When it comes to sampling tea, the Dilmah teabag is my yardstick for comparison, I therefore felt it best to gain a deep insight into this tea first. However, I was a bit too overenthusiastic and I had produced well over 3000 words on the topic, three documents, two blogs (possibly a third) and a spreadsheet! I have now painfully reduced this down to a little under 500 words…
I started drinking Dilmah after a long contemplative period standing in the supermarket looking deeply into what seemed to be a barrage of generic tea options. What caught my eye about Dilmah were the vacuum sealed leaves, and the statement of ethical practice. At the time I was going through a strong anti big-name-brand anything, and Dilmah came across to me as the little man standing up above the rest.
It is a pure black tea and thus contains no traces of bergamot; a citrus fruit used to flavour many blended teas. One to two minutes is all that is needed to make a typical mug strength brew, for larger cups, I would recommend the use of two bags, or the use of the extra strength variety (which I will look into at a later date). It takes a long time for the bitterness to seep out of the bag making this a very safe tea for the forgetful. The colour is deep amber with a hint of rust red, with the addition of milk this becomes a yellow-orange hue depending on the length of brew. Dilmah drinks well with milk, sugar, and honey, but can also be nice with a slice of lemon, or a twist of lime. The finish is polite and moves on after lingering just long enough to let you know it has done a good job, but before you realise there is a very slight hint of bitterness.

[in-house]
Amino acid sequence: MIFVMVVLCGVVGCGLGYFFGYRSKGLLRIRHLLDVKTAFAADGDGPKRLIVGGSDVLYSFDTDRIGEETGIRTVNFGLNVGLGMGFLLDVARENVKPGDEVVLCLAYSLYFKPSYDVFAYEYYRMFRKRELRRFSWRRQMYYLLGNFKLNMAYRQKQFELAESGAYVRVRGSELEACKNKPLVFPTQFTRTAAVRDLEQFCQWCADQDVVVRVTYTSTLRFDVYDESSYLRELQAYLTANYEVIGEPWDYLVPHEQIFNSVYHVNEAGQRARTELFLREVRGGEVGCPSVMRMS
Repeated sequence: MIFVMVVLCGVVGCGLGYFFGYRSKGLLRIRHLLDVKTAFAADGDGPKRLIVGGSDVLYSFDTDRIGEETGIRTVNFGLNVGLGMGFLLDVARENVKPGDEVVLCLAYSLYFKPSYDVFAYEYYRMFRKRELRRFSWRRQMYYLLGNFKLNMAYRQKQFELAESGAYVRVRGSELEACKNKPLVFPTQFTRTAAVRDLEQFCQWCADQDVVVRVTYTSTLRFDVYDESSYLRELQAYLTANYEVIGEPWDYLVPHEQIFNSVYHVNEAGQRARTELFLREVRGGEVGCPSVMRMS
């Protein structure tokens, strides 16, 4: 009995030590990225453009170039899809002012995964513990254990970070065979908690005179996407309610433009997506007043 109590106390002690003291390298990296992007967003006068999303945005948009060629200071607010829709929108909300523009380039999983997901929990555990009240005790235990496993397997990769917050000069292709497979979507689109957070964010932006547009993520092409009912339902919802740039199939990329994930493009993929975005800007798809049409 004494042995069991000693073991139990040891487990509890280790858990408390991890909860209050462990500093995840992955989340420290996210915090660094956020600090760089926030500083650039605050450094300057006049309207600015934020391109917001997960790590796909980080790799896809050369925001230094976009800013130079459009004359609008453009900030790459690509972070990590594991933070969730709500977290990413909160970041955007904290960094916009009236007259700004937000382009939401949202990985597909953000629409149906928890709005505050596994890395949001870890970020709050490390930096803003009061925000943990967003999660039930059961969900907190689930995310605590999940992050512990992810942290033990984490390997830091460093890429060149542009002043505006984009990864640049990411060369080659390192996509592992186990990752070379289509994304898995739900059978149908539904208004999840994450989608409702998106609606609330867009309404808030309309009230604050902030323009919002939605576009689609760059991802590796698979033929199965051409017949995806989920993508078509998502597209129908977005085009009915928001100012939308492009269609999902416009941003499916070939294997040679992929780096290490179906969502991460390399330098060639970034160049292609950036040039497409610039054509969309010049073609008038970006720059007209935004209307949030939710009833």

The bags can be reused at most up to three times if drunk as a black tea. A longer brew time is necessary with the second brew producing a sweeter flavour with less of the bold maltiness expressed the finish the first time round; I liked this second brew best with a little sugar as it made the tea taste of honeysuckle. If you are on a tight budget the third brew if left long enough brought in a very subtle floral notes, but the tea had started to cool considerably before it got to this stage.
There has been many a time where I have left a mug on the bench in the kitchen for upwards of 30 minutes with it still being drinkable, with i might add a notable involuntary twitch at the end; there is small amount of fine dust does get left in the bottom of the cup, If drunk too slowly this can cause the last mouthful to be quite bitter. I recommend not drinking this last bit if you have left the tea a bit too long; rather, leave this unsavoury deposit for the sink.
I intend to revisit this tea in future when I feel I have grown a better appreciation of it in comparison to the rest of the tea out there.
Dilmah 100% Ceylon tea from a teabag.